As it turns out, London has a history of hosting design competitions for ambitious architecture. These days, the city's busy dreaming up wild bridges over River Thames, but back in 1889, it was all about trying to trump Paris's instantly successful Eiffel Tower. CityLab recently retraced the story of how one British Parliament member and railway entrepreneur named Edward Watkin decided to commission a tower for London and ended up with 68 designs—some more outlandish than others, but all at least 200 feet taller than the Parisian icon.
The 68 entries for the design competition are now viewable in this illustrated catalog, archived online by Open Library. Many of these proposals seem to have it all figured out: material (steel and iron), cost (between $300K and $800K usually), and, of course, amenities (A banquet room! Theaters! A garden for flower and fruit shows!) But the winning design? That'd be entry No.37 (first image below), which called for a 1,200-foot steel tower with a large central hall and a 90-room hotel.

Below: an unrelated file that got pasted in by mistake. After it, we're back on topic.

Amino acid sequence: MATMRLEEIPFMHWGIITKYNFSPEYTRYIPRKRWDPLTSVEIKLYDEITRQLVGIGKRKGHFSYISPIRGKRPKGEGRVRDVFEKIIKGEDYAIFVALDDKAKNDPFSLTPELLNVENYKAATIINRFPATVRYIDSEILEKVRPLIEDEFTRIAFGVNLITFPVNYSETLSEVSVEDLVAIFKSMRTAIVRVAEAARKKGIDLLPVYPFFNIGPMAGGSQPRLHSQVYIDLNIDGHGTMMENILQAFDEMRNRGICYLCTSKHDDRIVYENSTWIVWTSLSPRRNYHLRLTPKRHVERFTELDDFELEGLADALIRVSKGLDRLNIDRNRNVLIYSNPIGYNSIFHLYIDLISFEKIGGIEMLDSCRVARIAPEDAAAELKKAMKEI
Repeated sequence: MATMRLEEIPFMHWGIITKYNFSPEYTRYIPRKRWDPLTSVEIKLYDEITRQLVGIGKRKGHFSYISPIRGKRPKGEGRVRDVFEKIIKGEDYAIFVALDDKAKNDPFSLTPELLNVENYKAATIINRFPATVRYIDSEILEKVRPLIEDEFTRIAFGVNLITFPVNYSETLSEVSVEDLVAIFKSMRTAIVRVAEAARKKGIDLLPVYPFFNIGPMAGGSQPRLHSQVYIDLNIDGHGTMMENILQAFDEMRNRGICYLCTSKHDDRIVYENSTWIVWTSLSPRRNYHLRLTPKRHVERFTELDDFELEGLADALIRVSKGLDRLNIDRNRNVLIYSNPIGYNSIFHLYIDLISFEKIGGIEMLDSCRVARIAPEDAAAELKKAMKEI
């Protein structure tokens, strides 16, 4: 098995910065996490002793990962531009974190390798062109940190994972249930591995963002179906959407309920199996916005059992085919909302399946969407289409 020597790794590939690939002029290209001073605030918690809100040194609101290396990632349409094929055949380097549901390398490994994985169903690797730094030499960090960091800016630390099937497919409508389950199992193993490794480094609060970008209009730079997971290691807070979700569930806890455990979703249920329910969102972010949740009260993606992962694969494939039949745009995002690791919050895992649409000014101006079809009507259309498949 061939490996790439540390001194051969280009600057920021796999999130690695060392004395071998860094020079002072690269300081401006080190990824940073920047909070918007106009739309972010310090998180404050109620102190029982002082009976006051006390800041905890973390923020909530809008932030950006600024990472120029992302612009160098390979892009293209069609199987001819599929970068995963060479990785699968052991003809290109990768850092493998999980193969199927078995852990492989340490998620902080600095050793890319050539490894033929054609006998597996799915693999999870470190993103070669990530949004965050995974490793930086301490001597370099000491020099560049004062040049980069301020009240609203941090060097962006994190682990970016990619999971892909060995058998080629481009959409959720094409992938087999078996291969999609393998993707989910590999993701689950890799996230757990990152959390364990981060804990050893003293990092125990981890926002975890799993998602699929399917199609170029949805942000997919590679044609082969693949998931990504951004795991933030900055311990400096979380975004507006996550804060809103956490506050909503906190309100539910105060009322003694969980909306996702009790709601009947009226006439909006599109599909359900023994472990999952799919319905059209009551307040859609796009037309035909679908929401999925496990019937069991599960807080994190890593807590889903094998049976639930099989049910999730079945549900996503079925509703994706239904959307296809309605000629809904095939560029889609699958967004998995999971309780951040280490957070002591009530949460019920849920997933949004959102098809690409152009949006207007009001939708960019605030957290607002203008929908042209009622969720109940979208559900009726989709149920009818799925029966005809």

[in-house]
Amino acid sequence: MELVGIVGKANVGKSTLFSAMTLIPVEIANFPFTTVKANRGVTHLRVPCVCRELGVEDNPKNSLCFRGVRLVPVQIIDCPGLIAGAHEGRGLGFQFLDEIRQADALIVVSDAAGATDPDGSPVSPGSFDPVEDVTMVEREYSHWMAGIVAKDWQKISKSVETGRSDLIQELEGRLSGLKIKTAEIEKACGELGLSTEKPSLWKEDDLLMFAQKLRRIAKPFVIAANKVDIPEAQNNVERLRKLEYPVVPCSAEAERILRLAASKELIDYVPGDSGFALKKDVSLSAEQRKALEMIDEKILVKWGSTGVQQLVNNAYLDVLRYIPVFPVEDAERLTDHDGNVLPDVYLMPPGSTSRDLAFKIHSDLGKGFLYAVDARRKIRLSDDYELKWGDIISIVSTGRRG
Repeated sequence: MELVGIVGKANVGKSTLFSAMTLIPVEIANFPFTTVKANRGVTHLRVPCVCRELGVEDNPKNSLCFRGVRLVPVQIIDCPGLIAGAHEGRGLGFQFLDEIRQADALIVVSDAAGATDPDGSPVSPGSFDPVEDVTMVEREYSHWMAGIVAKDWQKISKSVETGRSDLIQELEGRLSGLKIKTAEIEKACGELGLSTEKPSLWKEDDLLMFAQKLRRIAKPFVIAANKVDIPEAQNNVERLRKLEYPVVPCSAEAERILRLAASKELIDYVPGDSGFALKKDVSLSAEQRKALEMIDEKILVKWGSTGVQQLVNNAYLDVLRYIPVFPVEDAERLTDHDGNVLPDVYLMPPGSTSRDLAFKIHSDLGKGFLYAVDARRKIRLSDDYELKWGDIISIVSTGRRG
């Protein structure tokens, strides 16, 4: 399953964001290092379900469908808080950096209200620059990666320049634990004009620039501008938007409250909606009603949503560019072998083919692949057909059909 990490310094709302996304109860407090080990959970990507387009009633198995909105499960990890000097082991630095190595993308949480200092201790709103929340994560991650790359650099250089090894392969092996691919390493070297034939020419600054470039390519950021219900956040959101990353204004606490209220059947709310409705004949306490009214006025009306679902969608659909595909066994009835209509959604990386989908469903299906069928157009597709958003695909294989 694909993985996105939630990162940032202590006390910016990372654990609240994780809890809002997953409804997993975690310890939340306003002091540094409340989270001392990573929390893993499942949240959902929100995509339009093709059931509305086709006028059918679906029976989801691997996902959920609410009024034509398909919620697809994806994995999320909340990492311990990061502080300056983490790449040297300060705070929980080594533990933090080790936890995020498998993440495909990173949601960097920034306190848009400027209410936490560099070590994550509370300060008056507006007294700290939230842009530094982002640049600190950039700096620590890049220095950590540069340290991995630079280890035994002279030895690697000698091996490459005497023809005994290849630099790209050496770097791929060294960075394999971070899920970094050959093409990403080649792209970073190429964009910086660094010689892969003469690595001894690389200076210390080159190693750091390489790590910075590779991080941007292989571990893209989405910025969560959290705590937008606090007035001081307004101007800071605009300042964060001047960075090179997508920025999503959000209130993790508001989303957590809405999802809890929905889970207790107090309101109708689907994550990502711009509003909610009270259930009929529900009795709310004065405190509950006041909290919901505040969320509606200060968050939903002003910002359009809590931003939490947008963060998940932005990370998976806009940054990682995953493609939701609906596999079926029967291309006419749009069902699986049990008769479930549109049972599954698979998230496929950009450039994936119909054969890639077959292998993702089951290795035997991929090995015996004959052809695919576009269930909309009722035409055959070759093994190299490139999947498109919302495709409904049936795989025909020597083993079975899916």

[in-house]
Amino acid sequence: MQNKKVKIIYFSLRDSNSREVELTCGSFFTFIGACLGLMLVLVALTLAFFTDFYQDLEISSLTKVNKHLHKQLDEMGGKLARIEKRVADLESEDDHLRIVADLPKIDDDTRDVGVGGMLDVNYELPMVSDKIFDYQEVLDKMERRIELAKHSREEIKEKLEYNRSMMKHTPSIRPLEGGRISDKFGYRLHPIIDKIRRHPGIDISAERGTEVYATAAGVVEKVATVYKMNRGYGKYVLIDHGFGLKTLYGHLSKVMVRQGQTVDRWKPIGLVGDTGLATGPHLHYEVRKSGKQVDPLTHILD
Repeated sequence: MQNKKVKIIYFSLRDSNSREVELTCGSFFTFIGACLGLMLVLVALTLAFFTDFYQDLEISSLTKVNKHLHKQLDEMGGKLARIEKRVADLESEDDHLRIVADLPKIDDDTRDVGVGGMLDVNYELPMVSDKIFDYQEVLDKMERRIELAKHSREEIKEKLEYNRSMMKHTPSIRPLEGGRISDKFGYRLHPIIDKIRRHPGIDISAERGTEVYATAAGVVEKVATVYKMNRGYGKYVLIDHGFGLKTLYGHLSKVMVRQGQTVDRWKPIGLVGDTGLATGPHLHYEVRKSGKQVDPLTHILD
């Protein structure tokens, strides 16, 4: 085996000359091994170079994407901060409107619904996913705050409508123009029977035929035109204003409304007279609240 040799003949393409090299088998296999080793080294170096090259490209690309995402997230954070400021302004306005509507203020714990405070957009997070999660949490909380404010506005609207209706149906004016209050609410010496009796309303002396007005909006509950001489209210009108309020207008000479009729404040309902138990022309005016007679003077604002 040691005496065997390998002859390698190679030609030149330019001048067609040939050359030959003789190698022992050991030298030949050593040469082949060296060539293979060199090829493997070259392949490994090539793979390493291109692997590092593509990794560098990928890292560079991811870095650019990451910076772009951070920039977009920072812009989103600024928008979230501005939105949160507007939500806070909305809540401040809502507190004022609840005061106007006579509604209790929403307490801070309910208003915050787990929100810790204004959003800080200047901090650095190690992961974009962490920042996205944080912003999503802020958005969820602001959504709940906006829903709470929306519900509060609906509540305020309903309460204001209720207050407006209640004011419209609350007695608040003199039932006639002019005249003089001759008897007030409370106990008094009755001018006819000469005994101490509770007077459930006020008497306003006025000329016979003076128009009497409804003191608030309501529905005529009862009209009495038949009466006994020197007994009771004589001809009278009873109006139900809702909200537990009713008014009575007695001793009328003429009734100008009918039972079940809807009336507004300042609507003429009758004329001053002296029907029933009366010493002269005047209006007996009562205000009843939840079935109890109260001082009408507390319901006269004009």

Unfortunately, Watkin's tower only climbed 150 feet before financing troubles halted the project. After he passed away in 1901, the base structure was demolished six years later. Today, Wembley Stadium, home of the English national soccer team, stands on the site of what would have been Watkin's Wembley Park Tower. And 280 miles away to the southeast, the one and only Eiffel Tower is cruising into the 21st-century with some brand new wind turbines. And now, a look at what could have been:
· When the British Tried to Build Their Own Eiffel Tower [CityLab]
· The Eiffel Tower Goes Green with Spiffy New Wind Turbines [Curbed National]
· The Lincoln Memorial Could Have Been an Egyptian Pyramid [Curbed National]